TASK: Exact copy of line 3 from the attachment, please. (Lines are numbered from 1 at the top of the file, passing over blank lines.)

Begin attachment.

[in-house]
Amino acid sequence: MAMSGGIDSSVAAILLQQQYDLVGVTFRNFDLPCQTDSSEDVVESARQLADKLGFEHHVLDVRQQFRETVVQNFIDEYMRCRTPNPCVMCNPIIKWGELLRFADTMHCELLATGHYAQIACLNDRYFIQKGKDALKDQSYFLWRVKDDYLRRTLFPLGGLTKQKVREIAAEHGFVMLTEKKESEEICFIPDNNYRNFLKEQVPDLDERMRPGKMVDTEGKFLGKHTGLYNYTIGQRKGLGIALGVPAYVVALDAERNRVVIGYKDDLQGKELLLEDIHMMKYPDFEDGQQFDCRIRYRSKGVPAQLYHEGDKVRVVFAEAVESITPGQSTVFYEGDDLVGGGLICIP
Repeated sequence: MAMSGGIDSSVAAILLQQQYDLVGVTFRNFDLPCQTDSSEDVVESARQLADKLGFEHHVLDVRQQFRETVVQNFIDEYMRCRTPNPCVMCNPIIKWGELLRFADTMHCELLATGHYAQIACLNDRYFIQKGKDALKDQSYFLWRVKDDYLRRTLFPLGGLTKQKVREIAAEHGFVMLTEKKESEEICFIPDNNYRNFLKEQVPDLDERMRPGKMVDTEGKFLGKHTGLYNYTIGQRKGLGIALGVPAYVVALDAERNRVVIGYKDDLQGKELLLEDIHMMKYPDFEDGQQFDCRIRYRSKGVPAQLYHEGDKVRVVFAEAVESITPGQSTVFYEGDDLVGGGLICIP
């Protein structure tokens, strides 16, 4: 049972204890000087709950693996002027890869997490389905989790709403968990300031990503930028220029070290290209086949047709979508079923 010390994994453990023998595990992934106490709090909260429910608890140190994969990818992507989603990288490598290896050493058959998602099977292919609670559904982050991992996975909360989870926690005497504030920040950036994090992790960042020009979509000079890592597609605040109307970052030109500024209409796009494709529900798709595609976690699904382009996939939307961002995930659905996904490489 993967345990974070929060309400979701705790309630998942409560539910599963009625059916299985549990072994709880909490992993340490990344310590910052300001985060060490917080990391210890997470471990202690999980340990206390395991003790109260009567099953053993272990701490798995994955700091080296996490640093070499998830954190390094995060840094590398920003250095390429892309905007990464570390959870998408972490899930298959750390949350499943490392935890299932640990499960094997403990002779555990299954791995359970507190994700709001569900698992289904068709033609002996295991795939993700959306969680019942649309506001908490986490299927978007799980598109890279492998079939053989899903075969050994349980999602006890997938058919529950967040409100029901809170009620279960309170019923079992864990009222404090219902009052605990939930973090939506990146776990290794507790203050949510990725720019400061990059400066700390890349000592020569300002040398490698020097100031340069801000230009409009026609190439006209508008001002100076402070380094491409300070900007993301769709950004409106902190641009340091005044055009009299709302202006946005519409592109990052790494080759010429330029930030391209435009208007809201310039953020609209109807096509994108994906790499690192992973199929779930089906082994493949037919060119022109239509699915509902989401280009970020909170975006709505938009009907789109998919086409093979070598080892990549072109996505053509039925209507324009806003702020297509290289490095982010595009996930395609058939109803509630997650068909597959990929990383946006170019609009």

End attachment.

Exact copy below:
Repeated sequence: MAMSGGIDSSVAAILLQQQYDLVGVTFRNFDLPCQTDSSEDVVESARQLADKLGFEHHVLDVRQQFRETVVQNFIDEYMRCRTPNPCVMCNPIIKWGELLRFADTMHCELLATGHYAQIACLNDRYFIQKGKDALKDQSYFLWRVKDDYLRRTLFPLGGLTKQKVREIAAEHGFVMLTEKKESEEICFIPDNNYRNFLKEQVPDLDERMRPGKMVDTEGKFLGKHTGLYNYTIGQRKGLGIALGVPAYVVALDAERNRVVIGYKDDLQGKELLLEDIHMMKYPDFEDGQQFDCRIRYRSKGVPAQLYHEGDKVRVVFAEAVESITPGQSTVFYEGDDLVGGGLICIP